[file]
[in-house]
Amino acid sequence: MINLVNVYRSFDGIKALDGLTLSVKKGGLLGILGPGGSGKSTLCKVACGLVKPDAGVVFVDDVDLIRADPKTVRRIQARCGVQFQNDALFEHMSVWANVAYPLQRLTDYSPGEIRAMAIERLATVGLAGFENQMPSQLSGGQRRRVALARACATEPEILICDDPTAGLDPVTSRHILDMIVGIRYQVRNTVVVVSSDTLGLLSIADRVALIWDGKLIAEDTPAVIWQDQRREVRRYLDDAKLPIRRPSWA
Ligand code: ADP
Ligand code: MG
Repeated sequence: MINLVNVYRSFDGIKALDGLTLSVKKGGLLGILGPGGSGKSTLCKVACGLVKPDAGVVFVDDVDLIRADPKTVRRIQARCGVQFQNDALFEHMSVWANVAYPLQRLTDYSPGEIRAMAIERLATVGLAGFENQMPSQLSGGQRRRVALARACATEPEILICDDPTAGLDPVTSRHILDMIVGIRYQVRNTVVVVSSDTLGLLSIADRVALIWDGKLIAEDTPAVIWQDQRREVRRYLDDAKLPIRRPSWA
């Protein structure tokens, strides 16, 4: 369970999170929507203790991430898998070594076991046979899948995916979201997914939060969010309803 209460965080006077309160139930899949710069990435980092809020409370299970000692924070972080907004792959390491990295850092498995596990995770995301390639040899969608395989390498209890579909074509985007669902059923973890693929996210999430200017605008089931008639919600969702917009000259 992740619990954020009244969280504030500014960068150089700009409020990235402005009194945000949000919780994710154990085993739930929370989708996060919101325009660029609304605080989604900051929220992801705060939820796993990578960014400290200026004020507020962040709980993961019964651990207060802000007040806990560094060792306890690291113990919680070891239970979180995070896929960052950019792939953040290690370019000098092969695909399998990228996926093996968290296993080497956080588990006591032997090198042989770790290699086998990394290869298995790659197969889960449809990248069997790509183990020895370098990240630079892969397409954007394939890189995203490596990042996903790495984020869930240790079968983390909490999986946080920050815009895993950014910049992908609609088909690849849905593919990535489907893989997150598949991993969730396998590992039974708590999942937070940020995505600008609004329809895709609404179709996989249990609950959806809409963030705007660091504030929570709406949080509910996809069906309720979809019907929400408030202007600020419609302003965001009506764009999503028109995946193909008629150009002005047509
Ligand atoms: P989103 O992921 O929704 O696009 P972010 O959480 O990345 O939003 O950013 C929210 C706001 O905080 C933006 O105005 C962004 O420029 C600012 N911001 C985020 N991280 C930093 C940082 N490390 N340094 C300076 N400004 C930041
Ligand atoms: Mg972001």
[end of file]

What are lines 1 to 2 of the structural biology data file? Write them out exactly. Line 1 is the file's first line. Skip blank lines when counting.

[in-house]
Amino acid sequence: MINLVNVYRSFDGIKALDGLTLSVKKGGLLGILGPGGSGKSTLCKVACGLVKPDAGVVFVDDVDLIRADPKTVRRIQARCGVQFQNDALFEHMSVWANVAYPLQRLTDYSPGEIRAMAIERLATVGLAGFENQMPSQLSGGQRRRVALARACATEPEILICDDPTAGLDPVTSRHILDMIVGIRYQVRNTVVVVSSDTLGLLSIADRVALIWDGKLIAEDTPAVIWQDQRREVRRYLDDAKLPIRRPSWA